Dr. Greene’s Answer:
Babies’ stools go through many changes during the first eight weeks or so. First are the days of slow, sticky, meconium stools, but by the end of the first week, stooling speeds up and breastfed kids have a stool every time they eat–or even more often. They average 8 to 10 soft, yellow, seedy stools.
Over the next three weeks, in breastfed kids, this number usually starts to drop. By 4 weeks, the average is about four soft stools a day, though there is quite a lot of variability in this. At 8 weeks, the number drops to an average of only one a day and some breastfed babies have only one every several days–up to once every seven days or so can be normal.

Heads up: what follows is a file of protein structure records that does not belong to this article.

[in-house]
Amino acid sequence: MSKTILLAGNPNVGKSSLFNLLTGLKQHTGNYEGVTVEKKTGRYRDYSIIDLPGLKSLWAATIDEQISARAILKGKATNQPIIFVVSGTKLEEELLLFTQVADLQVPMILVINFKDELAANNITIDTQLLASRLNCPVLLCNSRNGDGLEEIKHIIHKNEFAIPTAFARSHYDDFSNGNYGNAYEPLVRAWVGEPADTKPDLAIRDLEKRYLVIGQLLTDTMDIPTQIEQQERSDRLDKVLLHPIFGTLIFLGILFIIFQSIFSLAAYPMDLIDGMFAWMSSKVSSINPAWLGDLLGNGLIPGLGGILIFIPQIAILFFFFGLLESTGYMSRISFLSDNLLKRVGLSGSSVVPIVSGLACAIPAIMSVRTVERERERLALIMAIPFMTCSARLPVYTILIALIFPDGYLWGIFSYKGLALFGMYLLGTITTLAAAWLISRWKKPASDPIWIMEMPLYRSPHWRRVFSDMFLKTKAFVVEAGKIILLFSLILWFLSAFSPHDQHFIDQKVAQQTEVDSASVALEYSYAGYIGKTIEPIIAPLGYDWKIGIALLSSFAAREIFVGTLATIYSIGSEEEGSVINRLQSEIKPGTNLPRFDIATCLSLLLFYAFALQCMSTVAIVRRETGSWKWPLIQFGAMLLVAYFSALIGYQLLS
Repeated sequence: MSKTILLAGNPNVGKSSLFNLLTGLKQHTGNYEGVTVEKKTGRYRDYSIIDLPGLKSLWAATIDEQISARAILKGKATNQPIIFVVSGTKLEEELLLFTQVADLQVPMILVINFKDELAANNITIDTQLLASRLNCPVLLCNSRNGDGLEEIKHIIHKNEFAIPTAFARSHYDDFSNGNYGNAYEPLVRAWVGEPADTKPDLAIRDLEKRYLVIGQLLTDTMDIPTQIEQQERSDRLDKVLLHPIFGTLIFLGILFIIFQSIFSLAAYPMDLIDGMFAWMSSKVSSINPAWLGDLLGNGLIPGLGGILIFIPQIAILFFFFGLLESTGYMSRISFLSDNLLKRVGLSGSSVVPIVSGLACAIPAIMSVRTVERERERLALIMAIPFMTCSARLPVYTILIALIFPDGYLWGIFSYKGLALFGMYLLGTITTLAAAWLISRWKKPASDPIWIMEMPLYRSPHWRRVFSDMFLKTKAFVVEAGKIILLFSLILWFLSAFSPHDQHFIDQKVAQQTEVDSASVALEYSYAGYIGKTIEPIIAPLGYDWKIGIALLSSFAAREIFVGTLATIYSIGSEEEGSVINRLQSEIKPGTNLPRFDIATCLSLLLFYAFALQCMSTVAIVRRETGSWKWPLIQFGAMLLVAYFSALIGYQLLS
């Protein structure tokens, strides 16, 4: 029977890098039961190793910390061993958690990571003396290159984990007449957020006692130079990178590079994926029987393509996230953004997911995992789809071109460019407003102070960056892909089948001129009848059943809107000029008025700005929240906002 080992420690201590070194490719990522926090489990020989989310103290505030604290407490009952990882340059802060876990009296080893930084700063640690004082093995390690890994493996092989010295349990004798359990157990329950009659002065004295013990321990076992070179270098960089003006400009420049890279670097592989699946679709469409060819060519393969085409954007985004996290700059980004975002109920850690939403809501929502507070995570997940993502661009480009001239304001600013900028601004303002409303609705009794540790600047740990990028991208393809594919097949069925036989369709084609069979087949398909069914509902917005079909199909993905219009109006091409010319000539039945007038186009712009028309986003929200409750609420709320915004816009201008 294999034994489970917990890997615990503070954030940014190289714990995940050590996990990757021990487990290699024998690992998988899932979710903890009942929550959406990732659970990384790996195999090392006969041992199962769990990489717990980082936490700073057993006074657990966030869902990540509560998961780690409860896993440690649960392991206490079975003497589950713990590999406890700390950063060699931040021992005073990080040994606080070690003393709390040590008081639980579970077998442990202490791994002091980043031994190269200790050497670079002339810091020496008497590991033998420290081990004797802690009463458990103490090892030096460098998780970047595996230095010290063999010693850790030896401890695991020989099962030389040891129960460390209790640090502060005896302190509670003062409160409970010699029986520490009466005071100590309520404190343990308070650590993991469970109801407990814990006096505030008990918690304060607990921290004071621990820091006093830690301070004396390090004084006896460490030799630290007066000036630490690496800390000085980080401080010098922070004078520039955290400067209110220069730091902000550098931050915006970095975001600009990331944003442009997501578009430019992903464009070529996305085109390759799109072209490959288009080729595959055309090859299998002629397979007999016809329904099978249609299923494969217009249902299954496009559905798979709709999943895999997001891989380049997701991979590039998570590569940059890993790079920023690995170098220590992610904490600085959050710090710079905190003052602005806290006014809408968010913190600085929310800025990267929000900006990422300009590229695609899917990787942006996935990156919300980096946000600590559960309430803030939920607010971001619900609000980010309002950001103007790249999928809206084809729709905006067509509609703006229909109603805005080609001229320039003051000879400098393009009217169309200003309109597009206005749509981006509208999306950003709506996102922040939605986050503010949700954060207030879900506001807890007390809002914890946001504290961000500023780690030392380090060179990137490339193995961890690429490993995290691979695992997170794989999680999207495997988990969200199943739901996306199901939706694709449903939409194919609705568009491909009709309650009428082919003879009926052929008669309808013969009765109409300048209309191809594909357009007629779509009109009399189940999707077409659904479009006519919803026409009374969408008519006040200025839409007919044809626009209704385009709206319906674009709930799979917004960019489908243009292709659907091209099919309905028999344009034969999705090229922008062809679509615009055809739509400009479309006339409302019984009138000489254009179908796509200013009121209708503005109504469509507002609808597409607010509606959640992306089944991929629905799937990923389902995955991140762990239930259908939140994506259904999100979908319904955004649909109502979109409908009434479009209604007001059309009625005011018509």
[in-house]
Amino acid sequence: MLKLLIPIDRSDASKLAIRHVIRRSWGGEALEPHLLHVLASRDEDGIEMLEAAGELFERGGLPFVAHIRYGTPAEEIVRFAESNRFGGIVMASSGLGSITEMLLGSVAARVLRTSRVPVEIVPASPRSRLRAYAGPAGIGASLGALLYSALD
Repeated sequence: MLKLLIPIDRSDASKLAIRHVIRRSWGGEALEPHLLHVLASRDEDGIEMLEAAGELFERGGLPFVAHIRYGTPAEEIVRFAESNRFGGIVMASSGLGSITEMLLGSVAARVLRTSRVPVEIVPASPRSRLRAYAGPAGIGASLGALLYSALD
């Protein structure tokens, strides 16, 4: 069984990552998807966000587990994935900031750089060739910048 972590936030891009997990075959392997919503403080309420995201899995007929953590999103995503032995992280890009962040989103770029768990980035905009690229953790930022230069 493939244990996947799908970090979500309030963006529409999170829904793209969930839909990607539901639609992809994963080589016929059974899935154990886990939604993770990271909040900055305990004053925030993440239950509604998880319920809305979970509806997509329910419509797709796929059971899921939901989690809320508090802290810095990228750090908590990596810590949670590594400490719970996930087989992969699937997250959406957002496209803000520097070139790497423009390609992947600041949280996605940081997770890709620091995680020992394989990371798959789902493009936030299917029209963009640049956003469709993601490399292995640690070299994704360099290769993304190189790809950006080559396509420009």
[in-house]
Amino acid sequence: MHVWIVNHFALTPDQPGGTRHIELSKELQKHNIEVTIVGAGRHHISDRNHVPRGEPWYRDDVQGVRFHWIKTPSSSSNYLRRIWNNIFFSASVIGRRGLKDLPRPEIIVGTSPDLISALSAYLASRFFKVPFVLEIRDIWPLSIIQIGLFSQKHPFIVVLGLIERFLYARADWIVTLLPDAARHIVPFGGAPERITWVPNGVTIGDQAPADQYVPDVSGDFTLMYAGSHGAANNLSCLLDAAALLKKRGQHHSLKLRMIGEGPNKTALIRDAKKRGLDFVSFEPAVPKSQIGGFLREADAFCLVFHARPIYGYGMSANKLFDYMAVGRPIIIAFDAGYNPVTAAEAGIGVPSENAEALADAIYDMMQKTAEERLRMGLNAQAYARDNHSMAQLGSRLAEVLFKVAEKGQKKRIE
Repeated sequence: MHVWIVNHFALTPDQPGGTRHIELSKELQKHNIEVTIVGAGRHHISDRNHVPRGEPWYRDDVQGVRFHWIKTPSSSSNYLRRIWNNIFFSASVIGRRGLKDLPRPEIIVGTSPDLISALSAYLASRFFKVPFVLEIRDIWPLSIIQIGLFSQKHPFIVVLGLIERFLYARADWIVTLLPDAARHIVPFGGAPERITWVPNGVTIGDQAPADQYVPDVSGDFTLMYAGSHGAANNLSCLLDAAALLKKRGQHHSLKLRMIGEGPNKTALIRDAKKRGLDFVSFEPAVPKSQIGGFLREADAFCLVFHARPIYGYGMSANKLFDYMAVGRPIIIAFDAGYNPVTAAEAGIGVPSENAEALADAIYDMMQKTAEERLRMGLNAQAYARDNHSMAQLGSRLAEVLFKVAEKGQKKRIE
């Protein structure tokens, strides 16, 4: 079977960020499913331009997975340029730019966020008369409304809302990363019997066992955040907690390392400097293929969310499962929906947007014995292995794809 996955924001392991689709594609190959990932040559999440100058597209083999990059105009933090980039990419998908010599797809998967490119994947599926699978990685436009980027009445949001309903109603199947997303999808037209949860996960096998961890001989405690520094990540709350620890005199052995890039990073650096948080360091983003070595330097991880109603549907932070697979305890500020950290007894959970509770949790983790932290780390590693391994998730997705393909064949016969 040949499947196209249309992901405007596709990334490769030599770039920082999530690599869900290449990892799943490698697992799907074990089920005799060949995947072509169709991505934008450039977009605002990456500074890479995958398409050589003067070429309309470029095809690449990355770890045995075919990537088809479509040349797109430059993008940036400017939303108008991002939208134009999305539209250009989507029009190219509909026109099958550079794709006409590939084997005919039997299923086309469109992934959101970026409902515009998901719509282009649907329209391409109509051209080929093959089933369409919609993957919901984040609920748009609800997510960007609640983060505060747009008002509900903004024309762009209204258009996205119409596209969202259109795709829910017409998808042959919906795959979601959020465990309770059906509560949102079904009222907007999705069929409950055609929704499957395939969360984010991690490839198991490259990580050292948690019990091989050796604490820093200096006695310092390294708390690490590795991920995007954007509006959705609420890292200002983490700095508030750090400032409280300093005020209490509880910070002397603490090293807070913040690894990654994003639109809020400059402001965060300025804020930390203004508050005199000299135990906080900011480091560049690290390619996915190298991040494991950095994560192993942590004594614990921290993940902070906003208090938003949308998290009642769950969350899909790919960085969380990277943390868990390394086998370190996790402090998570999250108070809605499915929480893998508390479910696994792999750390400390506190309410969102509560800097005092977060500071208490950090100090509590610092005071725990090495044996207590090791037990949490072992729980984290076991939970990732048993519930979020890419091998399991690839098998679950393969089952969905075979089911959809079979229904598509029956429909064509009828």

If your baby is suffering from diarrhea, our biggest concern is dehydration. We want to be sure that kids are getting in plenty of fluid to replace what is lost, and then some. If you were to notice yourself becoming engorged, or if you notice that your baby is not making at least one wet diaper every eight hours or is suffering from a fever, dry mouth, or dry mucous membranes, you want her to be seen right away. It is also important that your baby continues to gain adequate amounts of weight. If she isn’t, your doctor may suggest some tests, supplementing with formula, or pumping to increase your breast milk supply. Otherwise, this type of stooling could come from developmental changes in the intestines or from a mild virus. It could also be a reaction to a food in your diet (the most common of these is to milk). Let your pediatrician know about the stools in a phone call or at your baby’s 1-month checkup.
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